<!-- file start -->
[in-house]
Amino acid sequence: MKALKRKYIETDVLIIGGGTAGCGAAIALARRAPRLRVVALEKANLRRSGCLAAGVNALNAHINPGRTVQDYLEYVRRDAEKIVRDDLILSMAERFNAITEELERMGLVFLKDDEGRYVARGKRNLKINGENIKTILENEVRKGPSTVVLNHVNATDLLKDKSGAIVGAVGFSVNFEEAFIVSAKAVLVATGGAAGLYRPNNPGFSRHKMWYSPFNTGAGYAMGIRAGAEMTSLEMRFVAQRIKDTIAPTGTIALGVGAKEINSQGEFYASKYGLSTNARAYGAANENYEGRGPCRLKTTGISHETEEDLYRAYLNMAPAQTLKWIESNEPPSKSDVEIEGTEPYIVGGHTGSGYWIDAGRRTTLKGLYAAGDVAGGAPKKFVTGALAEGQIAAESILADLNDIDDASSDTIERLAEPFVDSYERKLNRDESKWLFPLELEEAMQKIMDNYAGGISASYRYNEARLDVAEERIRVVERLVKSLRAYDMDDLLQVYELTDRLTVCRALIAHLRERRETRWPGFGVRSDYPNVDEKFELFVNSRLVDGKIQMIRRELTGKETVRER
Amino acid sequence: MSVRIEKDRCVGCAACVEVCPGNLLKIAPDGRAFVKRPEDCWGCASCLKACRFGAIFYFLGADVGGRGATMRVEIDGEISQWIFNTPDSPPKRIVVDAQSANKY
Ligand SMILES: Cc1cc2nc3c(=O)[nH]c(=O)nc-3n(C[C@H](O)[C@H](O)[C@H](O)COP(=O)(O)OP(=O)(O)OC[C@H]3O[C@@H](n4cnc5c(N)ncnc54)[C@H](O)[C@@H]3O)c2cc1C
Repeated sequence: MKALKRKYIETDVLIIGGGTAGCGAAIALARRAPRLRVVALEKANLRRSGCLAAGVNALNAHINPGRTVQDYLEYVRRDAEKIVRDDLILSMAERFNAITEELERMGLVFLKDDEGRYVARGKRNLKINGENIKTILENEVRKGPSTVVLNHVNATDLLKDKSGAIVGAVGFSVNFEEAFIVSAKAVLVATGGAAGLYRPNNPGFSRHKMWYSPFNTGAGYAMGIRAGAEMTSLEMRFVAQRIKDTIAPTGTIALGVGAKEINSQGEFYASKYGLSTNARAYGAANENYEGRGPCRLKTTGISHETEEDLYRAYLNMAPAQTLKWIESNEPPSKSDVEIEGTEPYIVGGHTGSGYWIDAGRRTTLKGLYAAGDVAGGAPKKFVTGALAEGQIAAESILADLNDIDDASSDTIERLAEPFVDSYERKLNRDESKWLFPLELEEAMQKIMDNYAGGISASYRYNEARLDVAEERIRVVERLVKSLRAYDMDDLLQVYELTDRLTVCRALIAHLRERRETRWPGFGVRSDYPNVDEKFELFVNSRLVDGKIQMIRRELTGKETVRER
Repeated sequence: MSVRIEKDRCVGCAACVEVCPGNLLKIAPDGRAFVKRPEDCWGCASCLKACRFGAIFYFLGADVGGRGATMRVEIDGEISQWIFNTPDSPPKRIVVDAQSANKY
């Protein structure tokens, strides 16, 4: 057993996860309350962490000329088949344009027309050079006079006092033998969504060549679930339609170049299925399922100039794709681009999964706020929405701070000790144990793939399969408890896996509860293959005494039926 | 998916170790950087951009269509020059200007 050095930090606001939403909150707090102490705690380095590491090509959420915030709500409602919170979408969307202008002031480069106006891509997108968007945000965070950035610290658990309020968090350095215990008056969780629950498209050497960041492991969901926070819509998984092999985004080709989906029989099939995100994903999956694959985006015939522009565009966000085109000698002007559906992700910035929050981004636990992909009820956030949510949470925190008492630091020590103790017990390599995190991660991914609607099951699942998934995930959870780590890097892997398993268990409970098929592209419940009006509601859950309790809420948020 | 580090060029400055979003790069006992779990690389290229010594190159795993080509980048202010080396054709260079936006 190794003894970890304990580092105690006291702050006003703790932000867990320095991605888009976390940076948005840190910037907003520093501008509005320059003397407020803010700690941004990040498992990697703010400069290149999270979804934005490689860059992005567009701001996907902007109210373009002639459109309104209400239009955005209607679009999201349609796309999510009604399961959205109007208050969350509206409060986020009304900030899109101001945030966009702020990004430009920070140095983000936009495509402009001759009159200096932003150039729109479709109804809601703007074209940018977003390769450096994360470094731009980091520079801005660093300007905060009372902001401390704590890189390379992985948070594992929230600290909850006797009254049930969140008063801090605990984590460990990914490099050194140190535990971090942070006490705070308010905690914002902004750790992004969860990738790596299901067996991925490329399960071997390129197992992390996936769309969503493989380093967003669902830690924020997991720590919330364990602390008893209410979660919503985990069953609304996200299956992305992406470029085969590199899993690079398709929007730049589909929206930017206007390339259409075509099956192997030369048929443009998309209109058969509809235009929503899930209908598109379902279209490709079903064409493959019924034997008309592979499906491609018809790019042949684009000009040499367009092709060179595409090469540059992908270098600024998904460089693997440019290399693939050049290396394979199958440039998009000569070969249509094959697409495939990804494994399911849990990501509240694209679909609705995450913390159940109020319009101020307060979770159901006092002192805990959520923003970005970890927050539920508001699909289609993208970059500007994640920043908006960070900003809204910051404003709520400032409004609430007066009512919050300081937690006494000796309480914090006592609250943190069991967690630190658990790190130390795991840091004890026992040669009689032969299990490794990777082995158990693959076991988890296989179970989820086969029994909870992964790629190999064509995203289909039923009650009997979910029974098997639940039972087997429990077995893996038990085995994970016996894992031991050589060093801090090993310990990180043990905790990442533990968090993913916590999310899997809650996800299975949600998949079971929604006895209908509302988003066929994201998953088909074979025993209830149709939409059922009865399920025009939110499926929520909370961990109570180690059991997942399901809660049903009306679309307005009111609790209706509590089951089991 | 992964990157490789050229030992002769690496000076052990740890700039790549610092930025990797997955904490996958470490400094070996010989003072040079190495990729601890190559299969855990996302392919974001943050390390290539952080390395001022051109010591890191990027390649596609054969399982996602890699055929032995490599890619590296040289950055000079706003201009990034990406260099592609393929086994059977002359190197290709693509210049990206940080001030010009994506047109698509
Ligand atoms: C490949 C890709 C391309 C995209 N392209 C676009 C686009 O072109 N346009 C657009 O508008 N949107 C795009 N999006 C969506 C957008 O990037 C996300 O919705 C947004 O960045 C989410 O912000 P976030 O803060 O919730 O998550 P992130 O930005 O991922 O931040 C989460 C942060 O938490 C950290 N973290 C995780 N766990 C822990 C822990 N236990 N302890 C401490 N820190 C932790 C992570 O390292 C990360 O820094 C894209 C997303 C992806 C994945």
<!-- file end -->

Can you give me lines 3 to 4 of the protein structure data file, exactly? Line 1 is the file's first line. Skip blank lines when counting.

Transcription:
Amino acid sequence: MSVRIEKDRCVGCAACVEVCPGNLLKIAPDGRAFVKRPEDCWGCASCLKACRFGAIFYFLGADVGGRGATMRVEIDGEISQWIFNTPDSPPKRIVVDAQSANKY
Ligand SMILES: Cc1cc2nc3c(=O)[nH]c(=O)nc-3n(C[C@H](O)[C@H](O)[C@H](O)COP(=O)(O)OP(=O)(O)OC[C@H]3O[C@@H](n4cnc5c(N)ncnc54)[C@H](O)[C@@H]3O)c2cc1C